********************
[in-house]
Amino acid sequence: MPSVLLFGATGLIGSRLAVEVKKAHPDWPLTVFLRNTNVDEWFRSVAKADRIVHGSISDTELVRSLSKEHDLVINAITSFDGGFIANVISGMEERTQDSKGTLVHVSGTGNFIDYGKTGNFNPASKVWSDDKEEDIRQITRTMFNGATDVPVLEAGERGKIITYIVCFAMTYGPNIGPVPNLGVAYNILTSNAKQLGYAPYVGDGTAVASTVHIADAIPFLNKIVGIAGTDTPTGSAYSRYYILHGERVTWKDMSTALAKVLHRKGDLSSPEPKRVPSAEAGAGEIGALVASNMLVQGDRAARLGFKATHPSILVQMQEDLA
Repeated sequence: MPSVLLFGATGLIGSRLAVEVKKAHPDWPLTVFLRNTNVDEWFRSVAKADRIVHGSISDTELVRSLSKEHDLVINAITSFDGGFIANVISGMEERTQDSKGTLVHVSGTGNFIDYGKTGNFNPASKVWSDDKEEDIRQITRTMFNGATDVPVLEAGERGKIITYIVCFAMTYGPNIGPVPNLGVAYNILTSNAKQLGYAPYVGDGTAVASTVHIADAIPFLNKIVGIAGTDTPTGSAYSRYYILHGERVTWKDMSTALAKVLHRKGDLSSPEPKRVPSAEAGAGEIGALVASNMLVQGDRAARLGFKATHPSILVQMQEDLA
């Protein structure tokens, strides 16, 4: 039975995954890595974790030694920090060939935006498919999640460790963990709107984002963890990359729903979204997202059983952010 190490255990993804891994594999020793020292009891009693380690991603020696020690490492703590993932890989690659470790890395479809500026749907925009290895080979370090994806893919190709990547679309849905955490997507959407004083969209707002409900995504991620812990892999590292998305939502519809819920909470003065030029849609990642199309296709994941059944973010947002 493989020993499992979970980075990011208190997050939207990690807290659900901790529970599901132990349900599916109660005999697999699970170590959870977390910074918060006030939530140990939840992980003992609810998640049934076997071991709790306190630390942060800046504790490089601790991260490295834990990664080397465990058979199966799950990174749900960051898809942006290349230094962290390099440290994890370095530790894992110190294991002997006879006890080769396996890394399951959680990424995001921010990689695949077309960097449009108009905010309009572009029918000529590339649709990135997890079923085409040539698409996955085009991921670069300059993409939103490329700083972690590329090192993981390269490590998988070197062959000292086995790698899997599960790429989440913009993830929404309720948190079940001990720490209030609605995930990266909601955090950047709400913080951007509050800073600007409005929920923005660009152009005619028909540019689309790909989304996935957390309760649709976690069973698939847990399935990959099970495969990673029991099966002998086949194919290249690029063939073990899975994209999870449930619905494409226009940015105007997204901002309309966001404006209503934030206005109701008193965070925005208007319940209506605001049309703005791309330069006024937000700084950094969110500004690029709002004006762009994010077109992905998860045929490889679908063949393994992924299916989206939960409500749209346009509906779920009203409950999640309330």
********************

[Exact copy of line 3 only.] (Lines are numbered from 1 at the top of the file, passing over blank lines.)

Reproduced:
Repeated sequence: MPSVLLFGATGLIGSRLAVEVKKAHPDWPLTVFLRNTNVDEWFRSVAKADRIVHGSISDTELVRSLSKEHDLVINAITSFDGGFIANVISGMEERTQDSKGTLVHVSGTGNFIDYGKTGNFNPASKVWSDDKEEDIRQITRTMFNGATDVPVLEAGERGKIITYIVCFAMTYGPNIGPVPNLGVAYNILTSNAKQLGYAPYVGDGTAVASTVHIADAIPFLNKIVGIAGTDTPTGSAYSRYYILHGERVTWKDMSTALAKVLHRKGDLSSPEPKRVPSAEAGAGEIGALVASNMLVQGDRAARLGFKATHPSILVQMQEDLA